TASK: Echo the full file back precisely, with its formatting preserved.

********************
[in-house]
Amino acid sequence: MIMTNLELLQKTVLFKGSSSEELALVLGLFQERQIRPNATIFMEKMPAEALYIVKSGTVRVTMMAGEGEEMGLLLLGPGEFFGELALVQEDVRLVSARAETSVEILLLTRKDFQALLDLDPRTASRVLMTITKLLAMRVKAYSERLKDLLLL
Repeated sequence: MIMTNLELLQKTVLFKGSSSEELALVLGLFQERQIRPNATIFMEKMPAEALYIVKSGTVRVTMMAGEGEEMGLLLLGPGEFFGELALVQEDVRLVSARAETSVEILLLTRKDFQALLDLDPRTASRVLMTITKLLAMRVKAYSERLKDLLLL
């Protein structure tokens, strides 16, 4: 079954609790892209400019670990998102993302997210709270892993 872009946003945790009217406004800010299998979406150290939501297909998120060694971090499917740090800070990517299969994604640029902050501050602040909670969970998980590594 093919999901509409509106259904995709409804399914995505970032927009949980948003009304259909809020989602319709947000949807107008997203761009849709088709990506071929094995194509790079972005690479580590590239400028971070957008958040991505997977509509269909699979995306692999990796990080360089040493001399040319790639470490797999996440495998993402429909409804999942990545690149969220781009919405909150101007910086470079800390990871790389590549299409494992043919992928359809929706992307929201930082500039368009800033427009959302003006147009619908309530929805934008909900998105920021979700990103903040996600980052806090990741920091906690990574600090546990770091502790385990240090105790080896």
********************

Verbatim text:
[in-house]
Amino acid sequence: MIMTNLELLQKTVLFKGSSSEELALVLGLFQERQIRPNATIFMEKMPAEALYIVKSGTVRVTMMAGEGEEMGLLLLGPGEFFGELALVQEDVRLVSARAETSVEILLLTRKDFQALLDLDPRTASRVLMTITKLLAMRVKAYSERLKDLLLL
Repeated sequence: MIMTNLELLQKTVLFKGSSSEELALVLGLFQERQIRPNATIFMEKMPAEALYIVKSGTVRVTMMAGEGEEMGLLLLGPGEFFGELALVQEDVRLVSARAETSVEILLLTRKDFQALLDLDPRTASRVLMTITKLLAMRVKAYSERLKDLLLL
């Protein structure tokens, strides 16, 4: 079954609790892209400019670990998102993302997210709270892993 872009946003945790009217406004800010299998979406150290939501297909998120060694971090499917740090800070990517299969994604640029902050501050602040909670969970998980590594 093919999901509409509106259904995709409804399914995505970032927009949980948003009304259909809020989602319709947000949807107008997203761009849709088709990506071929094995194509790079972005690479580590590239400028971070957008958040991505997977509509269909699979995306692999990796990080360089040493001399040319790639470490797999996440495998993402429909409804999942990545690149969220781009919405909150101007910086470079800390990871790389590549299409494992043919992928359809929706992307929201930082500039368009800033427009959302003006147009619908309530929805934008909900998105920021979700990103903040996600980052806090990741920091906690990574600090546990770091502790385990240090105790080896």